She focused on his eyes, instead. They were pure obsidian—no whites, no irises—but that was normal, not frightening. Michael’s eyes had often looked like that before he’d sacrificed himself.
“Okay. Hi.” She raised her hand in greeting. “I’m glad you’re looking at least a little human again.”
His smile revealed two rows of sharpened teeth and pointed fangs. Oh, God. Not normal.
“Human again.” He spoke with exaggerated care, as if tasting each syllable against those razored teeth. “Andromeda.”
Another tremor of fear rattled her. That wasn’t Michael at all. Not the one she knew. His voice usually created a beautiful harmony, like a chorus of voices singing together. Now there was only one voice. Dark and hollow, like the echo from an abyss.
He continued walking toward her. Thirty feet away. Coming closer.
“Okay, that’s close enough.” And when he didn’t even slow down, fear ratcheted up to terror, shaking through her. “Michael, stop!”
He didn’t. She called in her gun from her hammerspace. Her clammy palms felt slick on the grip, but she held the pistol steady and aimed at his forehead.
A bullet to the brain wouldn’t kill him. But it’d drop him to the ground for a few minutes.
He still didn’t stop.
“No, Michael. Just stay there.” She didn’t want to shoot him, but he had to know she would. “We can talk with this distance between us. So just stop. And listen. The Guardians need you back on Earth.”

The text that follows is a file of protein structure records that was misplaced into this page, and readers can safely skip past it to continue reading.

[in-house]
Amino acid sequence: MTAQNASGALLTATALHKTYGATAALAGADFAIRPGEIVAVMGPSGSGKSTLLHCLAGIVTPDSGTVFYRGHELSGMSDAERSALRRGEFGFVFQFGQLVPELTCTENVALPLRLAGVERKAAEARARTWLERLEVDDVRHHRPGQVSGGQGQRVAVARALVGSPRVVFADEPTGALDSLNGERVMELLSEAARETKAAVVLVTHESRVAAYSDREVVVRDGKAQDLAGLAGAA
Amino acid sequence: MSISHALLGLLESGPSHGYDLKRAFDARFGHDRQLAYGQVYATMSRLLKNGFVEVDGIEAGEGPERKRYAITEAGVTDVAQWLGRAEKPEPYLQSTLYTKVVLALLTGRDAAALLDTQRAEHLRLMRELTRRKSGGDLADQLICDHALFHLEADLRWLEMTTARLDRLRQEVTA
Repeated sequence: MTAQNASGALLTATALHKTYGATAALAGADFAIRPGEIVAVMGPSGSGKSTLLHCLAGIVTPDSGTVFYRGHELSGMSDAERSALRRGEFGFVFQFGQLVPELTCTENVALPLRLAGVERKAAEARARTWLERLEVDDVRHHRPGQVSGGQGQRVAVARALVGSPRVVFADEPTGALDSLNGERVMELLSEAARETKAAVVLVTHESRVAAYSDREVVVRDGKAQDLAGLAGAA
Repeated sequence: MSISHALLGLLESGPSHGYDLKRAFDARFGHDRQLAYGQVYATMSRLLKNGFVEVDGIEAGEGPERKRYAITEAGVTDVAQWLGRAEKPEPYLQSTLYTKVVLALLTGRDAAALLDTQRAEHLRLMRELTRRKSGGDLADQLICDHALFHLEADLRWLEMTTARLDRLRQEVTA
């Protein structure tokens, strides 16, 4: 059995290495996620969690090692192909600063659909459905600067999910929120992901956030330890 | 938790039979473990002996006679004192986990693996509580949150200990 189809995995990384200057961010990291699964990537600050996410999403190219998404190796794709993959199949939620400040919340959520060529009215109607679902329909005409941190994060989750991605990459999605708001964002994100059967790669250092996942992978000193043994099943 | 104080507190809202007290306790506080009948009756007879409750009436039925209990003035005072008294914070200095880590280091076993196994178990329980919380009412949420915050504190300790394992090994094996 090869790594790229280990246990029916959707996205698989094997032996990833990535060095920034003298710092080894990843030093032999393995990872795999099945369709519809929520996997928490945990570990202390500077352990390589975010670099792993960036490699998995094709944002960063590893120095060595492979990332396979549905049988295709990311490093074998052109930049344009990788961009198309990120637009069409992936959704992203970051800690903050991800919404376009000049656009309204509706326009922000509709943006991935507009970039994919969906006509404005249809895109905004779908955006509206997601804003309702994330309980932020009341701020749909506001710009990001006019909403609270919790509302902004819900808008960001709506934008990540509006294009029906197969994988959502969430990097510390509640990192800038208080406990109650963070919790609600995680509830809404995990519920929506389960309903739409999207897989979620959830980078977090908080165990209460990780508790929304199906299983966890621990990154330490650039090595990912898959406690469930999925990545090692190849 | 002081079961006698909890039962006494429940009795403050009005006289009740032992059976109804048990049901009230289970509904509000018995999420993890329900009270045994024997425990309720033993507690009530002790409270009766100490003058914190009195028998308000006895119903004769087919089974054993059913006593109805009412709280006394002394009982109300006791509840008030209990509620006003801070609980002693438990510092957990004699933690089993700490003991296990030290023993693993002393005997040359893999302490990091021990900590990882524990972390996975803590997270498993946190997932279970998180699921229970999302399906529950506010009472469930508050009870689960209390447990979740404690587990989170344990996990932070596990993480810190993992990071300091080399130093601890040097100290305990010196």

He was still coming, still smiling. “You need me?”
“Yeah. Caelum has fallen apart.” The Guardians’ realm lay broken, nothing but piles of shattered marble where a beautiful city had once stood. “Khavi says it’s because you were tortured, but that you can put it back together by singing or something.”
With a forefinger tipped by a sharp talon, he touched the center of his forehead. “Caelum isn’t here anymore.”
He wasn’t linked to the realm anymore? Great. “Okay. But there’s more. The spell that broke you out of the frozen field strengthened the barrier between Hell and the Chaos realm, but Khavi still sees Lucifer finding his way into Chaos. And from Chaos, into Earth. If he does that, he’ll bring along dragons and who knows what else. We can kill one or two dragons, but more? God knows how many people might die. So we could really use your help back on Earth. But to do that, you need to return to your body.”
“What help would that be? A dragon could kill me in that body. One has killed me before.”
“Well, yeah. But that’s what Guardians do, right? We try to help people even if it’s dangerous. And you set that standard, so you don’t get to wimp out on us now.” Thousands of years ago, sacrificing himself to kill a dragon was why the angels had offered him the powers of a Guardian. That was Michael, the big damn hero. But this was a different Michael—and he was only ten feet away. “You have to stop now. I don’t like the way you’re smiling. I don’t like the way you sound, and you’re scaring the shit out of me. One more step and I’m shooting a ball of lead through your skull.”
He stepped, damn him. Taylor fired.
She barely felt the recoil. The report cracked in her ears—followed by a dull clink! The bullet flattened against the scales armoring his forehead and fell to the sand.
Michael didn’t even flinch. His long stride never faltered.
“Oh, shit,” she whispered, and stumbled back against the boulder again.